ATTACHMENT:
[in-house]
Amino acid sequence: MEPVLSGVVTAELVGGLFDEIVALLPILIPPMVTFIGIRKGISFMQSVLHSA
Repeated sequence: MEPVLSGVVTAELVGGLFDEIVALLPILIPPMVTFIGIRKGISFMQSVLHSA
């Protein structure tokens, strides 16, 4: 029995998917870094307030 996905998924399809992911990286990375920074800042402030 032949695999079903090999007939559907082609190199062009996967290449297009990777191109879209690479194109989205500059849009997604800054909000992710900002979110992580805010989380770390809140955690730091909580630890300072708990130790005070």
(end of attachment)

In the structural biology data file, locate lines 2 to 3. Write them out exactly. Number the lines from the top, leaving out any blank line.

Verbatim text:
Amino acid sequence: MEPVLSGVVTAELVGGLFDEIVALLPILIPPMVTFIGIRKGISFMQSVLHSA
Repeated sequence: MEPVLSGVVTAELVGGLFDEIVALLPILIPPMVTFIGIRKGISFMQSVLHSA